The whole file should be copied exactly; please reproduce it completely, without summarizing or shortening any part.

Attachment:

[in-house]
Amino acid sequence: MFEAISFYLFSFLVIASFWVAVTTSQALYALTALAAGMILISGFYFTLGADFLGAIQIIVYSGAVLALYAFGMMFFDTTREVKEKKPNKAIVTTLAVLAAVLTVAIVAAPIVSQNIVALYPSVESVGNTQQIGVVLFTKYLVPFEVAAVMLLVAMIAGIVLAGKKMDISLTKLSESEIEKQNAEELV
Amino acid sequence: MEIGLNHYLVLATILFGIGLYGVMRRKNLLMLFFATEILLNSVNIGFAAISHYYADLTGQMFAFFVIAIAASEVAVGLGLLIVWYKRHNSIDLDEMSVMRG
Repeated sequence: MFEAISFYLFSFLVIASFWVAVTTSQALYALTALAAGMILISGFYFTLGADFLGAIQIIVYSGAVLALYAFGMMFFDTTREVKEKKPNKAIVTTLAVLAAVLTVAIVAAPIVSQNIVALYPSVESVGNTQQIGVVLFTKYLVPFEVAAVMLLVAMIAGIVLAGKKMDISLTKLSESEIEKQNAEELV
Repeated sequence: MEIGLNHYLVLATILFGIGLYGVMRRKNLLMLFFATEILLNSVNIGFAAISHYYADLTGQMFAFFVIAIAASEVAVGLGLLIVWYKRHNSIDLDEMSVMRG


[in-house]
Amino acid sequence: MFEAISFYLFSFLVIASFWVAVTTSQALYALTALAAGMILISGFYFTLGADFLGAIQIIVYSGAVLALYAFGMMFFDTTREVKEKKPNKAIVTTLAVLAAVLTVAIVAAPIVSQNIVALYPSVESVGNTQQIGVVLFTKYLVPFEVAAVMLLVAMIAGIVLAGKKMDISLTKLSESEIEKQNAEELV
Amino acid sequence: MEIGLNHYLVLATILFGIGLYGVMRRKNLLMLFFATEILLNSVNIGFAAISHYYADLTGQMFAFFVIAIAASEVAVGLGLLIVWYKRHNSIDLDEMSVMRG
Repeated sequence: MFEAISFYLFSFLVIASFWVAVTTSQALYALTALAAGMILISGFYFTLGADFLGAIQIIVYSGAVLALYAFGMMFFDTTREVKEKKPNKAIVTTLAVLAAVLTVAIVAAPIVSQNIVALYPSVESVGNTQQIGVVLFTKYLVPFEVAAVMLLVAMIAGIVLAGKKMDISLTKLSESEIEKQNAEELV
Repeated sequence: MEIGLNHYLVLATILFGIGLYGVMRRKNLLMLFFATEILLNSVNIGFAAISHYYADLTGQMFAFFVIAIAASEVAVGLGLLIVWYKRHNSIDLDEMSVMRG